MOM is truly something special.
For her latest eye popping feat, India’s Mars Orbiter Mission (MOM) has snapped the first global portrait of her new Home – the Red Planet.
MOM is India’s first interplanetary voyager and took the stupendous new image on Sept. 28, barely four days after her historic arrival on Sept. 23/24 following the successful Mars Orbital Insertion (MOI) braking maneuver.
Remove All Ads on Universe Today
Join our Patreon for as little as $3!
Get the ad-free experience for life
The MOM orbiter was designed and developed by the Indian Space Research Organization (ISRO), India’s space agency, which released the image on Sept. 29.
Even more impressive is that MOM’s Martian portrait shows a dramatic view of a huge dust storm swirling over a large patch of the planet’s Northern Hemisphere against the blackness of space. Luckily, NASA’s Opportunity and Curiosity surface rovers are nowhere nearby.
“Something’s brewing here!” ISRO tweeted.
The southern polar ice cap is also clearly visible.
It was taken by the probe’s on-board Mars Color Camera from a very high altitude of 74,500 kilometers.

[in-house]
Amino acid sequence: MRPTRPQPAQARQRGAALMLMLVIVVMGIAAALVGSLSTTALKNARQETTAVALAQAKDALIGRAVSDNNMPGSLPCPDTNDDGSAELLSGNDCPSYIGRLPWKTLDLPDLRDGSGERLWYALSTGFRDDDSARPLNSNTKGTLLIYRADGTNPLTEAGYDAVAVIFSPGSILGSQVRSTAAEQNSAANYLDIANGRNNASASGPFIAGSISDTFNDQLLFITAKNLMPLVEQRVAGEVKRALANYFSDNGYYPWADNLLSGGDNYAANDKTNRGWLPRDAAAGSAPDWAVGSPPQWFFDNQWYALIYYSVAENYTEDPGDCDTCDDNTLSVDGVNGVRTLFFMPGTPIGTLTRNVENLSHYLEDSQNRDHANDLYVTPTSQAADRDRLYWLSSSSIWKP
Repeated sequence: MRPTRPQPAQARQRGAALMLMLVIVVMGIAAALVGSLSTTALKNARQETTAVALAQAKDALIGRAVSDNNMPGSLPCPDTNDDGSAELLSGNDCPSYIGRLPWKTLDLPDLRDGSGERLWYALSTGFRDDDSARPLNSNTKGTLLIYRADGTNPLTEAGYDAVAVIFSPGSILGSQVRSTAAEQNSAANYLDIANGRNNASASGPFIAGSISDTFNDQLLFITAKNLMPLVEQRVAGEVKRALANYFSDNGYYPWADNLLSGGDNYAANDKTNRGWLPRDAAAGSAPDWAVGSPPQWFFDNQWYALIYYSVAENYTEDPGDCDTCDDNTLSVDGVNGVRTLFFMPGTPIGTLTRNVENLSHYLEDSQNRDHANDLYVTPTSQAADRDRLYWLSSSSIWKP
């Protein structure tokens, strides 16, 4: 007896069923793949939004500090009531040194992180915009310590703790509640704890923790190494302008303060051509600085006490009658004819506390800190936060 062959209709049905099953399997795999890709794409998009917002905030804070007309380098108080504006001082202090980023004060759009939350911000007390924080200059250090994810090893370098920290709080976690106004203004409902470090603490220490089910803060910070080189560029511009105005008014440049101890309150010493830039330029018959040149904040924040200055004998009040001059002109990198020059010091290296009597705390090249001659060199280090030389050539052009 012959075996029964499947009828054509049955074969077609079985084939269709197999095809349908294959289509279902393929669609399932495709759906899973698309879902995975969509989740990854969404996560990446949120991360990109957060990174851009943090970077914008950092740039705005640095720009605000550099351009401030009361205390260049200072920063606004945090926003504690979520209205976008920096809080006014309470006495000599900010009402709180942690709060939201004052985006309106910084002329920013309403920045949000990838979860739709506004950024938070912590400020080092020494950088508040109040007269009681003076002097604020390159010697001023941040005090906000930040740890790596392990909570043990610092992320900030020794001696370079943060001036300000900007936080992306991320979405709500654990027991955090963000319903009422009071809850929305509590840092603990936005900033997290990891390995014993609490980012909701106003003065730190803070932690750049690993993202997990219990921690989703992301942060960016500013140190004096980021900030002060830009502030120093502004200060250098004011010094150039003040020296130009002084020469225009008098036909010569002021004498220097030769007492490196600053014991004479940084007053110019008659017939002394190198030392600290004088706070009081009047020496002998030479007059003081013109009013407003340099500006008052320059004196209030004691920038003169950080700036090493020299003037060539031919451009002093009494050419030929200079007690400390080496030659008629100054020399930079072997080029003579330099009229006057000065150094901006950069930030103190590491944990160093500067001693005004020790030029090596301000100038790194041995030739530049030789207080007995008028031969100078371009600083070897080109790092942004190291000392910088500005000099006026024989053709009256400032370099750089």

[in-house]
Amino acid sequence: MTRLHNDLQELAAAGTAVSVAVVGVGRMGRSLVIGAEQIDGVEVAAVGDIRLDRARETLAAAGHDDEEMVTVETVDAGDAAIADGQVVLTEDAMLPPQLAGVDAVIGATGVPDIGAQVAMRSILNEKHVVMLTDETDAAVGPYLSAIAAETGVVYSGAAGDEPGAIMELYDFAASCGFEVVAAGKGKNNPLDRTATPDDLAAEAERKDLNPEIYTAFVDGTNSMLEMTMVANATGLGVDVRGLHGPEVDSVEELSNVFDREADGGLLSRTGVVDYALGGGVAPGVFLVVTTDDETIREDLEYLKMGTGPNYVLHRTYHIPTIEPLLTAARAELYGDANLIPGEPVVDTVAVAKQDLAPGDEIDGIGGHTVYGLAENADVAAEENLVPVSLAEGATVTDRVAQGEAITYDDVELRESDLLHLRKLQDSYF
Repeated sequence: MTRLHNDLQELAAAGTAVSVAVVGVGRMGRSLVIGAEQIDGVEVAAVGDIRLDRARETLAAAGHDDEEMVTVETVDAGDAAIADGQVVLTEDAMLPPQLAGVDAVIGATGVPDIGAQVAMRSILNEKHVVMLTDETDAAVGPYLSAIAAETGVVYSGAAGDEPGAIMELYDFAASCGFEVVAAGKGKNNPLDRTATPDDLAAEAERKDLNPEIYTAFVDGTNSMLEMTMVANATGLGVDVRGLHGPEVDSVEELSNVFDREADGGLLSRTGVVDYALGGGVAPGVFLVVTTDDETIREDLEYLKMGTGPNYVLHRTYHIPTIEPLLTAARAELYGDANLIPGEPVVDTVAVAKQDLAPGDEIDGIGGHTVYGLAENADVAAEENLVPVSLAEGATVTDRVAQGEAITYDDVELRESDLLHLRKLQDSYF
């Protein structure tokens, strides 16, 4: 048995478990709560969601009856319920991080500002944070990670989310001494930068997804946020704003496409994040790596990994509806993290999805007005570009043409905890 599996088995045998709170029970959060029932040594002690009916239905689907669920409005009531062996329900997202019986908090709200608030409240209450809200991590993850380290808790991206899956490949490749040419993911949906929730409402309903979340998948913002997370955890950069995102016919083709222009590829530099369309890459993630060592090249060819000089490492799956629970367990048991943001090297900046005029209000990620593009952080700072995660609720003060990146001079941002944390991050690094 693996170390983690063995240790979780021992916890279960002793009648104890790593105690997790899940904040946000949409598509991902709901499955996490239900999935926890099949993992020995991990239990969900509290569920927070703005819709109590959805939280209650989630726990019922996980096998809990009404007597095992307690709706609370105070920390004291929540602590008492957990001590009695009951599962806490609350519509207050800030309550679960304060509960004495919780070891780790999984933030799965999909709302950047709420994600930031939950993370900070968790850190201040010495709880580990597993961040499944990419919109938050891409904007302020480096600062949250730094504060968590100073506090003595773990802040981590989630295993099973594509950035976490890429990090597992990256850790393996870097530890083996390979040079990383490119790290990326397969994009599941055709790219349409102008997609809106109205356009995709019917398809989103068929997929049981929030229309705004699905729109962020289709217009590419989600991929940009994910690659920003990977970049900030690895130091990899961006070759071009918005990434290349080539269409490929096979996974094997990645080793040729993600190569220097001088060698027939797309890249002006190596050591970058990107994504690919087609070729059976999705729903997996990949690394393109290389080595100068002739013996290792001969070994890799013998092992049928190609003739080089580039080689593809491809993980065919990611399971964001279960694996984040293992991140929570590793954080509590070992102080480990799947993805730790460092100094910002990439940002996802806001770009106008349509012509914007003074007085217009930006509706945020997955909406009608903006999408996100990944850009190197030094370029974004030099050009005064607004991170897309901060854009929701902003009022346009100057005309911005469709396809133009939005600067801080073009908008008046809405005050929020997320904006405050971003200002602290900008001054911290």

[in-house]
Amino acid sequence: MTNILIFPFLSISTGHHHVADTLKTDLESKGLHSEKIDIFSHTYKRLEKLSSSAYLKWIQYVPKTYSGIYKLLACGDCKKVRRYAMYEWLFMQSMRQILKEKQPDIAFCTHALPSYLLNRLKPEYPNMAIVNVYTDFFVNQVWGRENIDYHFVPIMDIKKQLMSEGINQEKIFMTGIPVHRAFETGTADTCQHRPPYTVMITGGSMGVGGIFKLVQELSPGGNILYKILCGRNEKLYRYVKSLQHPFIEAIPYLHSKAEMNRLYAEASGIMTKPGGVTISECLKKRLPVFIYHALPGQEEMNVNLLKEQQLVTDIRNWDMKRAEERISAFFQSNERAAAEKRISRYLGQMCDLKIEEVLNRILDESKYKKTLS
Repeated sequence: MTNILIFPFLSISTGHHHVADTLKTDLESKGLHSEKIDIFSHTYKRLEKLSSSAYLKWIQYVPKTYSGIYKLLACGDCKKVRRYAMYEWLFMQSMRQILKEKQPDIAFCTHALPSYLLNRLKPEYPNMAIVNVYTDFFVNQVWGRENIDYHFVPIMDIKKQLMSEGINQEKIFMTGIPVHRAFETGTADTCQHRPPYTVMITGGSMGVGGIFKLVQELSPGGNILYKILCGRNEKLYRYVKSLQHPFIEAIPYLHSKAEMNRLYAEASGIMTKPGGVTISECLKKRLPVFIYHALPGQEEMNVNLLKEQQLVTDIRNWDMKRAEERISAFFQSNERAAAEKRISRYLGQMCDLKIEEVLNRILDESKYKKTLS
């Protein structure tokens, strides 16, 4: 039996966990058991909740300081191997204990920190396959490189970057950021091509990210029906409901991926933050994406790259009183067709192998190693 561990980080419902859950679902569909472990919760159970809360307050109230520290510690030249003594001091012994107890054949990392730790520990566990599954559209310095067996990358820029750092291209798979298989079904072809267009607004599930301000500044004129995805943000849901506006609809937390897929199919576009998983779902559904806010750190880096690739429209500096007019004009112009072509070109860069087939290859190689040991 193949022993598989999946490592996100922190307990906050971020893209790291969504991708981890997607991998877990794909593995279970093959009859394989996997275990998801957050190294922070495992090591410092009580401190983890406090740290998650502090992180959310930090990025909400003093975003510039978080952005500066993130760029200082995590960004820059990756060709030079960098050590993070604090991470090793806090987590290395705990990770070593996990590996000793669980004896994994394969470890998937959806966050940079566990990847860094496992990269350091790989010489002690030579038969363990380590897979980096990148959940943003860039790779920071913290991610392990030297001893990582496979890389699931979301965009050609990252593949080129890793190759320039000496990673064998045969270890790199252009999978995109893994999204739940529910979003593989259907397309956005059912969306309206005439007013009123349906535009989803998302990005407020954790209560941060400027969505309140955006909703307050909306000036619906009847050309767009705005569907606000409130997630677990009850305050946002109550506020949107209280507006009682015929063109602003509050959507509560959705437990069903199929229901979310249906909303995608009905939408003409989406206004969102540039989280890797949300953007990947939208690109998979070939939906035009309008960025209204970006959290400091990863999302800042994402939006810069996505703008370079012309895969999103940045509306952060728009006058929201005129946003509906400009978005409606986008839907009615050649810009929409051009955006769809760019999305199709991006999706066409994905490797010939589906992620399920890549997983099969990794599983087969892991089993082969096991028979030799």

When MOM met Mars, the thrusters placed the probe into a highly elliptical orbit whose nearest point to Mars (periapsis) is at 421.7 km and farthest point (apoapsis) at 76,993.6 km. The inclination of the orbit with respect to the equatorial plane of Mars is 150 degrees, as intended, ISRO reported.
So the Red Planet portrait was captured nearly at apoapsis.
This is the third MOM image released by ISRO thus far, and my personal favorite. And its very reminiscent of whole globe Mars shots taken by Hubble.
MOM’s goal is to study Mars’ atmosphere, surface environments, morphology, and mineralogy with a 15 kg (33 lb) suite of five indigenously built science instruments. It will also sniff for methane, a potential marker for biological activity.
The $73 million mission is expected to last at least six months.
With MOM’s arrival, India became the newest member of an elite club of only four entities who have launched probes that successfully investigated Mars – following the Soviet Union, the United States and the European Space Agency (ESA).
Stay tuned here for Ken’s continuing Earth and planetary science and human spaceflight news.